Divisional wOBA and FIP Comparisons - April/May
The AL East has long been known as a land lush with quality hitting. This year is shaping up to be no different. Through last night, four of the five AL East teams managed to score over 150 runs to start the 2011 season--almost half of the top scoring teams in the AL reside in the East.
Another way to look at the East's hitting prowess is to compare each player's wOBA against the AL average (currently sitting at .319). The graph above looks at AL East hitters with >=100 plate appearances as of last night. Players' bars are color coded to match their respective teams. AL average is coded white.
Let's get the obligatory "wow, Jose Bautista is absolutely killing the ball" moment out of the way up front.
Moving on, the Red Sox bats have come alive as the season has progressed. They boast seven regular players with wOBA's above league average and three of the top ten. The other team with three of the top ten is, not surprisingly, the Yankees. The Yanks have scored the 4th most runs in all of baseball (173) and have done so with six players above league average.
Additionally, the Yankees have two players with wOBA's over .400. The only other team in the East?
Yup, the surging Rays.
Matt Joyce and Ben Zobrist have gotten off to great starts. What's most amazing is that Joyce has put up a .420 wOBA (2nd best in the AL East and 7th best in all of baseball) while hitting only three home runs.
Moreover, the Rays only have five players on this list (four above league average), but that's because Evan Longoria has only scrapped together 36 plate appearances so far this year (.444 wOBA) and Casey Kotchman (.393 wOBA) and John Jaso (.318 wOBA) have 75 and 74 respectively. Despite getting off to a horrendous start and losing Longoria, the Rays have managed to move within one game of the Yankees and have the third-highest winning percentage in the AL.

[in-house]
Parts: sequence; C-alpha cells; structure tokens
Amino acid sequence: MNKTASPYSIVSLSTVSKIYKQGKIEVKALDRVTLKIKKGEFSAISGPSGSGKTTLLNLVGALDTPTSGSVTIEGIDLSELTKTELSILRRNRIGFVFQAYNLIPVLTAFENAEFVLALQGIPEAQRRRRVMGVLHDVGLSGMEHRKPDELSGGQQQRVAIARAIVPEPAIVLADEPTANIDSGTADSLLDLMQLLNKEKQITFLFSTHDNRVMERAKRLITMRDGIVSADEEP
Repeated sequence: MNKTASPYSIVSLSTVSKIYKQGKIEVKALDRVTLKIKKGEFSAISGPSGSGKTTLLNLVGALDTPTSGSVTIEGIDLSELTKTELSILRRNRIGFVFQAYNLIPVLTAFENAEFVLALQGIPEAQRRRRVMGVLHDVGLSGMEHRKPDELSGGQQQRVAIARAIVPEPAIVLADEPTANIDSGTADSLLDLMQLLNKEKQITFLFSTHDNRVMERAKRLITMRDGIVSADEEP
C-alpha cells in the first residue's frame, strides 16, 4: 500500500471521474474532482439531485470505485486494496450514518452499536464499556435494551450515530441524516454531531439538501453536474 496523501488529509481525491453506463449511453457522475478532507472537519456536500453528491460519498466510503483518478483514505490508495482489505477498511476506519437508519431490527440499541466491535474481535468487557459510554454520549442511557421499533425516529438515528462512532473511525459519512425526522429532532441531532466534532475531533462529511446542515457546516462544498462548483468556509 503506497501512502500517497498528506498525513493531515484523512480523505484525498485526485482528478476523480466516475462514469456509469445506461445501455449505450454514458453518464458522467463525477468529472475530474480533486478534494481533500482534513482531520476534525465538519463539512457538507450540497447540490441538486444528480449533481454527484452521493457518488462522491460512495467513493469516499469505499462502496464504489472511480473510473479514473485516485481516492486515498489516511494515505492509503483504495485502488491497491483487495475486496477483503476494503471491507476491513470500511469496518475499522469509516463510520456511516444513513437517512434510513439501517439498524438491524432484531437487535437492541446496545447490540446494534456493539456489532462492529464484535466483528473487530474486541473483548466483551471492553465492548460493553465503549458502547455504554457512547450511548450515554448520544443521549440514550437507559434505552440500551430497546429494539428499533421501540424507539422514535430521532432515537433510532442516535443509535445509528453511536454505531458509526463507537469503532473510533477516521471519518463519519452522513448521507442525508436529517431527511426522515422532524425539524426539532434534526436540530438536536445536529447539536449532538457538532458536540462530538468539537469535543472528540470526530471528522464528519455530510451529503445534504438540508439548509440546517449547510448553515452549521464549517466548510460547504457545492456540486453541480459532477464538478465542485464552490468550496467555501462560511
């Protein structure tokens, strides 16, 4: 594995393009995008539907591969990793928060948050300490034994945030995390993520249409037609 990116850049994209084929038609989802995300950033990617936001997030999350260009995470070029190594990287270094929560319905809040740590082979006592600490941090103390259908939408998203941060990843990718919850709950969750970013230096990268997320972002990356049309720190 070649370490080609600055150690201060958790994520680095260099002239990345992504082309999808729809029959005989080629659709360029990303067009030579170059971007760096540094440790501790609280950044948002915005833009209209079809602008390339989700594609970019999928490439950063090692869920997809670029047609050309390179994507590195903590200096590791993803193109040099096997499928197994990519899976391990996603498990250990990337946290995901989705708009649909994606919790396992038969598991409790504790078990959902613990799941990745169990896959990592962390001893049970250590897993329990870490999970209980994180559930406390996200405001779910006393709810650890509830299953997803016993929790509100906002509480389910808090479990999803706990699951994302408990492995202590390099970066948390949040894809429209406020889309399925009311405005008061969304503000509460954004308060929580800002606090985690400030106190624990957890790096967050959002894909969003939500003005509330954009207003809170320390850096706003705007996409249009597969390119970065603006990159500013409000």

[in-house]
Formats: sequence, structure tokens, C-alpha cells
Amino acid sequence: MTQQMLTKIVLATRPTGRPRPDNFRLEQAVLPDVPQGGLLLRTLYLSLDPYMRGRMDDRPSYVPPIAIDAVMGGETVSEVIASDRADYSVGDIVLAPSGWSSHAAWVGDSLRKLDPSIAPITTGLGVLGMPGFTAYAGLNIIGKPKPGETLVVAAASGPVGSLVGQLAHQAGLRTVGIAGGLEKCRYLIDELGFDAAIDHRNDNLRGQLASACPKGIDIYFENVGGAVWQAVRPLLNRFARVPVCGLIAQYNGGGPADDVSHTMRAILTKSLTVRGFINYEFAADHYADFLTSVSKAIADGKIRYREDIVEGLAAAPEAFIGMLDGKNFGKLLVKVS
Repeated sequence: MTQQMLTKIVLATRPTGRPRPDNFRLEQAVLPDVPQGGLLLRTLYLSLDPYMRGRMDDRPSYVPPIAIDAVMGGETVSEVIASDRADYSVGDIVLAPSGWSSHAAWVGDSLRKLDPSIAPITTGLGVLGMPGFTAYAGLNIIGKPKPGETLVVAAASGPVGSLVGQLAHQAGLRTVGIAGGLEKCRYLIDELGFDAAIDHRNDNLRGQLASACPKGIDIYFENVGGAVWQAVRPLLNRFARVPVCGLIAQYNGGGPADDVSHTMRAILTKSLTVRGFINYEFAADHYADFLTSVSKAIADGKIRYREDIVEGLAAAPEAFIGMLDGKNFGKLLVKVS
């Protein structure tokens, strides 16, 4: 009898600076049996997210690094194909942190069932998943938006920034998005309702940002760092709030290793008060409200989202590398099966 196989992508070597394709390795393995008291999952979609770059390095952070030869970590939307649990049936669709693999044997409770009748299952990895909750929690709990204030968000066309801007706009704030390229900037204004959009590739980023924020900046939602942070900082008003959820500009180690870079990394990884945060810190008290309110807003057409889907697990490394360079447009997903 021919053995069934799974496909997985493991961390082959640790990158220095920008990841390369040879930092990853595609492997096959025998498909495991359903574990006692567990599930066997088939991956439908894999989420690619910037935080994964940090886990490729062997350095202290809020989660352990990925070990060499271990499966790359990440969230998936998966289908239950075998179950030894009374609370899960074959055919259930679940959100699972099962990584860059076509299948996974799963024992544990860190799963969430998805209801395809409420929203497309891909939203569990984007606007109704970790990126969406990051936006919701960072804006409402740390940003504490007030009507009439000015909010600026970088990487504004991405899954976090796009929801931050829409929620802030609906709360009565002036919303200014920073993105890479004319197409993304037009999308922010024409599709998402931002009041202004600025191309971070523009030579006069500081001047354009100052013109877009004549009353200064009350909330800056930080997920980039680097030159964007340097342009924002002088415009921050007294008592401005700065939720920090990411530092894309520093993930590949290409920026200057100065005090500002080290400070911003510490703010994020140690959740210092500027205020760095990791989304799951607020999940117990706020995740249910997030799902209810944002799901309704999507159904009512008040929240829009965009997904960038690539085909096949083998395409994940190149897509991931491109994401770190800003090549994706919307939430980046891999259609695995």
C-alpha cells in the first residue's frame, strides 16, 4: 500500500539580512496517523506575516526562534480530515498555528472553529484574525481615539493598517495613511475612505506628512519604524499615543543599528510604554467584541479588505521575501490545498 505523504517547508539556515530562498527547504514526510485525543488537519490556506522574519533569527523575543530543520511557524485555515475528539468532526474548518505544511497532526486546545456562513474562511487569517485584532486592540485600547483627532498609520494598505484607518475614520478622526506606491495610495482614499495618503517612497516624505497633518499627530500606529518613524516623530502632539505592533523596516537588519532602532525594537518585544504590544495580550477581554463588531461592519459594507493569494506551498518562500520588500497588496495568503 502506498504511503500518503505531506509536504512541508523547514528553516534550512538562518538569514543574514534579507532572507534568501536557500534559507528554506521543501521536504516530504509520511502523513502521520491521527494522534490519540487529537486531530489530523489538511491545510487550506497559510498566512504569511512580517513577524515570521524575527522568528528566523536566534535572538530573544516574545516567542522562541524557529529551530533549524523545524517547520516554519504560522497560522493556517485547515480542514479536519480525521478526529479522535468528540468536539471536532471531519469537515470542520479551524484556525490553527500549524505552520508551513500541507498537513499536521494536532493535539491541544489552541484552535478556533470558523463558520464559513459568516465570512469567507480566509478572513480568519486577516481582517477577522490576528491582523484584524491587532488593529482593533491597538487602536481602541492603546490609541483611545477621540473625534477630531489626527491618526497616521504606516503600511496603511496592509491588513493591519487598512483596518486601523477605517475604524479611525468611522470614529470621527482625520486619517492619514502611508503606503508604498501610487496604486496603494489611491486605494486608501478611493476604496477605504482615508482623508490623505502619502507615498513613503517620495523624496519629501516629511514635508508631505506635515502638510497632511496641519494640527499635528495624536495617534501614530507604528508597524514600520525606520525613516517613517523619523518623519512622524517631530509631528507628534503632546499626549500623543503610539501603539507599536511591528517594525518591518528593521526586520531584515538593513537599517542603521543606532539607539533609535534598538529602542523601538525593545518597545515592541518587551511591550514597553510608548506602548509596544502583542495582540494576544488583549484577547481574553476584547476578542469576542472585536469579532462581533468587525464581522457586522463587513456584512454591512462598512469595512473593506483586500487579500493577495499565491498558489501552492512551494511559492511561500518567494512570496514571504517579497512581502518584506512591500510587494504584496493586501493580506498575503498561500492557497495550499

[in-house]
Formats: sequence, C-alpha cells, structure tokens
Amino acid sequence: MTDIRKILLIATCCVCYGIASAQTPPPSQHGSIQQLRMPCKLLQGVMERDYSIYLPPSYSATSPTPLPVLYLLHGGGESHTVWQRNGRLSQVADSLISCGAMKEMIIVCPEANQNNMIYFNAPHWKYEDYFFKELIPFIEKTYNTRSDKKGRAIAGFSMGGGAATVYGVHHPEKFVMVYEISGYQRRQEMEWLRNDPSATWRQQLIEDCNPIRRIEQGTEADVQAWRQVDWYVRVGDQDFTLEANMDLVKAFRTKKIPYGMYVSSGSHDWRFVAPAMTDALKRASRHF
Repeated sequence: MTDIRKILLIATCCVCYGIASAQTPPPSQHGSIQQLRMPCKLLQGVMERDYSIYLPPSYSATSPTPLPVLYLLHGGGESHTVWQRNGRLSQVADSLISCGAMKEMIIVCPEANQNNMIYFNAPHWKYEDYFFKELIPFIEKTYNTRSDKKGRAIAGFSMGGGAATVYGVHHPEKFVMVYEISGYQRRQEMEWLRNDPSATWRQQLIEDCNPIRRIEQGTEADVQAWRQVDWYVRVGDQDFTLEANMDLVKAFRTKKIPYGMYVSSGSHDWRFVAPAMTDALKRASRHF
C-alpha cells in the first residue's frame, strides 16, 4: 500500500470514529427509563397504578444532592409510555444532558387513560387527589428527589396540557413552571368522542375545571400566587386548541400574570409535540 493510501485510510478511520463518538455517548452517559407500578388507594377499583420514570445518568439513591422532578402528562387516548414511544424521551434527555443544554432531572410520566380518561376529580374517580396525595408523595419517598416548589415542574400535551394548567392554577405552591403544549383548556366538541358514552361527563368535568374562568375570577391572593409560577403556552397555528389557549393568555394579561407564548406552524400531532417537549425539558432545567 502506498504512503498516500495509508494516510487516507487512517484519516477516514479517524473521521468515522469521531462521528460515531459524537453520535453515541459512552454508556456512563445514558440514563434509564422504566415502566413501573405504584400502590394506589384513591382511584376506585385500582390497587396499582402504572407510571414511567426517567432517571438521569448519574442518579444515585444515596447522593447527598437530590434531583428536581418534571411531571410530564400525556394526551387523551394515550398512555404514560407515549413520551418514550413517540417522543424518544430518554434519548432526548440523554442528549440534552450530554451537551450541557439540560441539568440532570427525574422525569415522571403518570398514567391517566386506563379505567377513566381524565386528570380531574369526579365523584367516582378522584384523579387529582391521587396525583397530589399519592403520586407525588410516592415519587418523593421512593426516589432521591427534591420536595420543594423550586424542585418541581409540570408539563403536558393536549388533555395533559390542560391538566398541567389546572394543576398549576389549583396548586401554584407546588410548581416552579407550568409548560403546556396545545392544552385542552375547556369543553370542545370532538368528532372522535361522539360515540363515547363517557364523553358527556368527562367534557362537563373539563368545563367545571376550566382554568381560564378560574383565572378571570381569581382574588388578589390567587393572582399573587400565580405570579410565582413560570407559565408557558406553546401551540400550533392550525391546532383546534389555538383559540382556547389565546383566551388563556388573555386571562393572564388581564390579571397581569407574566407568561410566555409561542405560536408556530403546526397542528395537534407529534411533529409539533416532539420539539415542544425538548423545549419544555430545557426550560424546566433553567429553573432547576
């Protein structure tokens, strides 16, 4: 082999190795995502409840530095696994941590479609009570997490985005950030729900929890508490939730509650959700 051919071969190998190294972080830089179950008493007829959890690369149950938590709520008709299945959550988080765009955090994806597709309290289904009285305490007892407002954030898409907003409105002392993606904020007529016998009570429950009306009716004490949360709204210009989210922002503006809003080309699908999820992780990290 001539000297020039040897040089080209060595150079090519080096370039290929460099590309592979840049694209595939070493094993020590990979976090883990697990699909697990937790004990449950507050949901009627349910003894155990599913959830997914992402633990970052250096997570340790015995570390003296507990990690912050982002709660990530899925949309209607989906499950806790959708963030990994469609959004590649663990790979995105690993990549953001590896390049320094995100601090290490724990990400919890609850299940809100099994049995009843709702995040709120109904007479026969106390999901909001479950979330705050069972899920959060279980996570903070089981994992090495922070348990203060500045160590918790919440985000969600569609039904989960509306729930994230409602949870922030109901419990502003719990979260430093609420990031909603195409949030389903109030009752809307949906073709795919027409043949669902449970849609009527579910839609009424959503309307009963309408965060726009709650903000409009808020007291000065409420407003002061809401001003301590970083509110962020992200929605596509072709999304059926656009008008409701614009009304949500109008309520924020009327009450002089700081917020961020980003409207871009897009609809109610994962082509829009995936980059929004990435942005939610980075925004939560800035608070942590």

The Orioles have cooled off as many predicted, and when you look at their offense it's not surprising. They do boast three players above league average, but only one is significantly above (Luke Scott). Additionally, their three big off-season pickups are all struggling to make an impact (Vladimir Guerrero, Derek Lee, and Mark Reynolds).
And, finally, Toronto's offense has essentially been a two-man game, which works great in basketball but not so much in baseball. Outside of Bautista and Adam Lind, the Blue Jays aren't getting much out of their position players. They'e scored the same number of runs as the Rays (147), but their pitching has not been as good as advertised (159 runs allowed).
Data courtesy of FanGraphs